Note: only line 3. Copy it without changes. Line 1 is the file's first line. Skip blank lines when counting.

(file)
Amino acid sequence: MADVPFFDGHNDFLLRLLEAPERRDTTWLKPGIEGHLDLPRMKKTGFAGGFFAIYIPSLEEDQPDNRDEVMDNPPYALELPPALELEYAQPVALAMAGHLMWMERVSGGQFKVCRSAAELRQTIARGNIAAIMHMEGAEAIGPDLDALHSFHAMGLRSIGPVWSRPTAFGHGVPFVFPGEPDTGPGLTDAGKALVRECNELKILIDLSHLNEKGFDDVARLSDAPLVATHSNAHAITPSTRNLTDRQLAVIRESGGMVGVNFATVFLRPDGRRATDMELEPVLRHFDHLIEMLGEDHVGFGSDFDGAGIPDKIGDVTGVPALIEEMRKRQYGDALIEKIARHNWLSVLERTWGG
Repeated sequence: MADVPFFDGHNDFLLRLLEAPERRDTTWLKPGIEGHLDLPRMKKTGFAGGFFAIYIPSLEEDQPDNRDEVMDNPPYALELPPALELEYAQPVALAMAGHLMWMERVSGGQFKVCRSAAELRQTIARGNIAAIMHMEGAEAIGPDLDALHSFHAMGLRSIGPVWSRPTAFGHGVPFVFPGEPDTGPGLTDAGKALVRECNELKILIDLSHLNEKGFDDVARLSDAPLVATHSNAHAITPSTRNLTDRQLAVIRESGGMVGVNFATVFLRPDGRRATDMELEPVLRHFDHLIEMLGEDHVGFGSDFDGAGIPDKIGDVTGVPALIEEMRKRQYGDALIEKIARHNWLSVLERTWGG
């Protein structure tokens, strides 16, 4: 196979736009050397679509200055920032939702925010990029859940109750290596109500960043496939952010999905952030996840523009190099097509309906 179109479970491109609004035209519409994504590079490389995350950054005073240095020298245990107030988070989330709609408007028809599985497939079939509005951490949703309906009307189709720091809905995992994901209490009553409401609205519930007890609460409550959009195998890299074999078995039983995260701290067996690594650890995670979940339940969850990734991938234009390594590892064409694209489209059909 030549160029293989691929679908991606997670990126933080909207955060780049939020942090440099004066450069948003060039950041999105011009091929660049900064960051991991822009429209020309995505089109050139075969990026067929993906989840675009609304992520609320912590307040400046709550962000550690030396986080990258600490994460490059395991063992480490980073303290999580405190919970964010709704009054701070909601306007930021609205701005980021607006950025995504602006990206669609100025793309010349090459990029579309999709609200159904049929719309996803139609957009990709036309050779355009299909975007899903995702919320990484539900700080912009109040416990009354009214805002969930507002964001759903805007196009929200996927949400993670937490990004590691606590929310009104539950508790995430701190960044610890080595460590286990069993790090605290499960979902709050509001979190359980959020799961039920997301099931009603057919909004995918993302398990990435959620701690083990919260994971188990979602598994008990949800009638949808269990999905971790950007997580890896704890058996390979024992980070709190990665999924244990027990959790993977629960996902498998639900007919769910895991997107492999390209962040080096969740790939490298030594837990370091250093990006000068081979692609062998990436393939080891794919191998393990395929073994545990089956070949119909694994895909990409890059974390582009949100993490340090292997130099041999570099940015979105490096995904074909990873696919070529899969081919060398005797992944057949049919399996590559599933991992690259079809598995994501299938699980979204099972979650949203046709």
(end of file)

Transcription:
């Protein structure tokens, strides 16, 4: 196979736009050397679509200055920032939702925010990029859940109750290596109500960043496939952010999905952030996840523009190099097509309906 179109479970491109609004035209519409994504590079490389995350950054005073240095020298245990107030988070989330709609408007028809599985497939079939509005951490949703309906009307189709720091809905995992994901209490009553409401609205519930007890609460409550959009195998890299074999078995039983995260701290067996690594650890995670979940339940969850990734991938234009390594590892064409694209489209059909 030549160029293989691929679908991606997670990126933080909207955060780049939020942090440099004066450069948003060039950041999105011009091929660049900064960051991991822009429209020309995505089109050139075969990026067929993906989840675009609304992520609320912590307040400046709550962000550690030396986080990258600490994460490059395991063992480490980073303290999580405190919970964010709704009054701070909601306007930021609205701005980021607006950025995504602006990206669609100025793309010349090459990029579309999709609200159904049929719309996803139609957009990709036309050779355009299909975007899903995702919320990484539900700080912009109040416990009354009214805002969930507002964001759903805007196009929200996927949400993670937490990004590691606590929310009104539950508790995430701190960044610890080595460590286990069993790090605290499960979902709050509001979190359980959020799961039920997301099931009603057919909004995918993302398990990435959620701690083990919260994971188990979602598994008990949800009638949808269990999905971790950007997580890896704890058996390979024992980070709190990665999924244990027990959790993977629960996902498998639900007919769910895991997107492999390209962040080096969740790939490298030594837990370091250093990006000068081979692609062998990436393939080891794919191998393990395929073994545990089956070949119909694994895909990409890059974390582009949100993490340090292997130099041999570099940015979105490096995904074909990873696919070529899969081919060398005797992944057949049919399996590559599933991992690259079809598995994501299938699980979204099972979650949203046709």